The house is so quiet. I can almost feel the sensation of an empty nest. What is the opposite of a sense memory? Maybe a sense prediction? The boys’ grandparents (Nana and Opa) just left this morning after a cruise to Alaska, during which they let us temporarily adopt their two dogs for twelve days. The boys were in heaven. Chris considered it to be good practice for when we again become a dog-centric family. I viewed it as a challenge, as there would now be six males in the house with me. Let me preface by saying that we adore these dogs. Chris and I have known Archie, a little, squat, chestnut-colored Chihuahua, from way back. Back when we were just an “Us” and not an “All Of Us”; back when dinosaurs roamed the earth; and back when Republicans still tripped up the stairs of Air Force One. Arch is sweet and spry, and selectively deaf and proud of it, as any 98-year-old has the right to be. He takes a variety of vitamins and medicines depending on which body part might be acting up at the time (again, much like any other 98-year-old). His brother (no shared DNA, picture Devito and Schwarzenegger in Twins) is Beaux (pronounced “Bo”, not “Buicks” as Alex at first thought when he read the name). He is a leggy white, miniature poodle with tons of energy and very little brain. The two together are like the canine version of the odd couple…they seem to complement each other perfectly except when they’re not. (Hmmmm, kind of like every married couple I know.) So it was with great anticipation and trepidation sixteen days ago that I received training on the care and maintenance of these pups. Nana handed me three pages that included their itinerary (the humans’, not the dogs’), a detailed list of instruction on the dogs’ routines and meds, and an informal DNR for Archie (Yikes!). Luckily, we did not have to make any end of life decisions. Everything went quite smoothly except that first day. Beaux had some serious separation anxiety. He whimpered and shook for a good twenty minutes. I believe his heart is significantly larger than his brain, poor guy.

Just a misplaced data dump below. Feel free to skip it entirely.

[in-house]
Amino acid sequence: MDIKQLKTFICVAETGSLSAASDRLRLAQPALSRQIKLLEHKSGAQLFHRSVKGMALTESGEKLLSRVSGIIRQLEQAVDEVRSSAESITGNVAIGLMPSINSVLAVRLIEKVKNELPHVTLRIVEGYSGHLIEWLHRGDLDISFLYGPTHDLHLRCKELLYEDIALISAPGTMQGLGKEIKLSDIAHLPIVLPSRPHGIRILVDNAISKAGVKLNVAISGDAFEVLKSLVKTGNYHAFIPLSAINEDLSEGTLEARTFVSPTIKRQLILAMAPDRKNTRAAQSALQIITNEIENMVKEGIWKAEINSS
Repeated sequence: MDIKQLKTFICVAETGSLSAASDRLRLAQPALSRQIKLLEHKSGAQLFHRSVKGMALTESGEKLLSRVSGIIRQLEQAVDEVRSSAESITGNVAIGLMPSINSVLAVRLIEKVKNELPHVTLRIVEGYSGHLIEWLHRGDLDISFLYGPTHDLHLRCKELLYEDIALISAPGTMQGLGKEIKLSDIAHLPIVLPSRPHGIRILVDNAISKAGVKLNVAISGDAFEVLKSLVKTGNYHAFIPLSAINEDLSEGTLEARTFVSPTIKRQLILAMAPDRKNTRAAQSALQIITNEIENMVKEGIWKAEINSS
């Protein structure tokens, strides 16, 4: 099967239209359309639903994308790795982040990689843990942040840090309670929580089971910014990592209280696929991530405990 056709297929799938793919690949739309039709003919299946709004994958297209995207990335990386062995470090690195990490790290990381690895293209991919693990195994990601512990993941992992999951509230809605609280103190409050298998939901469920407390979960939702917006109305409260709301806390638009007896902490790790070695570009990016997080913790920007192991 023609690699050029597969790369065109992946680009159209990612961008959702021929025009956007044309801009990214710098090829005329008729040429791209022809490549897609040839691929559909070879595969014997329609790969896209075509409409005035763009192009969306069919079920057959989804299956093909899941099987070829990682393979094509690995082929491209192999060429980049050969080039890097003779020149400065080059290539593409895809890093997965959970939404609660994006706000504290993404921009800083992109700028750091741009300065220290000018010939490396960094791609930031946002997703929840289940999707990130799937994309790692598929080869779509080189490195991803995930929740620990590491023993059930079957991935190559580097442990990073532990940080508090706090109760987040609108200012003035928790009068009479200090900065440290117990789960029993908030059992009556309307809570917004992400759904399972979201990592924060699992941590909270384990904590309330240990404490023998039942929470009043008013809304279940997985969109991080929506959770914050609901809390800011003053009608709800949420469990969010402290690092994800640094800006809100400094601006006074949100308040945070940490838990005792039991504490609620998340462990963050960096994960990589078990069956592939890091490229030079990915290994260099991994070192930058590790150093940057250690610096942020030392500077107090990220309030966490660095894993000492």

Anyway, change is tough…no matter how you dice it. It requires us to alter the grooves in our vinyl. For those of you that aren’t familiar with vinyl, or rotary phones, or Republicans in the white house for that matter, vinyl is the stuff they made records out of in “olden” times. The records had grooves in concentric circles, and the needle on a record player would follow those grooves around and around to play an old and familiar tune. To alter those grooves would be to change the tune entirely. So, it was, that we made every effort to comfort Beaux and give him as many of the routines that he was accustomed to in order to keep his grooves the same and to let him know that this change would not destroy him. Sure enough, we all made it through. Nana and Opa had a great trip; Archie didn’t die (whew!); the boys got practice in the art and maintenance of canines again; and Chris and I didn’t kill each other. (Don’t be alarmed regarding that last bit, it is just that I have learned to set reasonable goals when it comes to our relationship.) Mission accomplished!
This morning, the dogs and Nana and Opa packed up and headed home. After they pulled away Zach and Sam went bouncing into the house to finish getting ready for school, but I stayed outside with Alex. He had turned away, but his shoulders were shaking ever so slightly and I knew his eyes were filled with tears. I wrapped my arms around him, so he could bury his face against me. He said, “I feel the way Beaux did when they went to the airport….like his heart was breaking and he couldn’t stop the whimpers.” Saying goodbye is so hard. It’s one of the biggest changes we endure. To have something in your grasp, then to have to let it go…is so difficult to bear. But Alex saw how his heart ached just like Beaux’s, and he knew he had to simply feel that and move forward. I was teaching them the meaning of the word empathy the other night. Zach said it is kind of like sympathy, but not exactly. I said that was right. Sympathy is feeling sorry for someone, but empathy is feeling sorry and truly understanding the pain they feel. Those sneaky life lessons are everywhere, as long as we keep our hearts open to them. Who knew my little tornado middle child, the one we once called Benito for his Mussolini ways, would wind up being such a sensitive pup. I dare say more change is coming for us…middle school is here, and the rocky terrain of adolescence is just around the bend. I only hope I can embrace it with as much heart and hope as my nine-year old.
Much Love to All,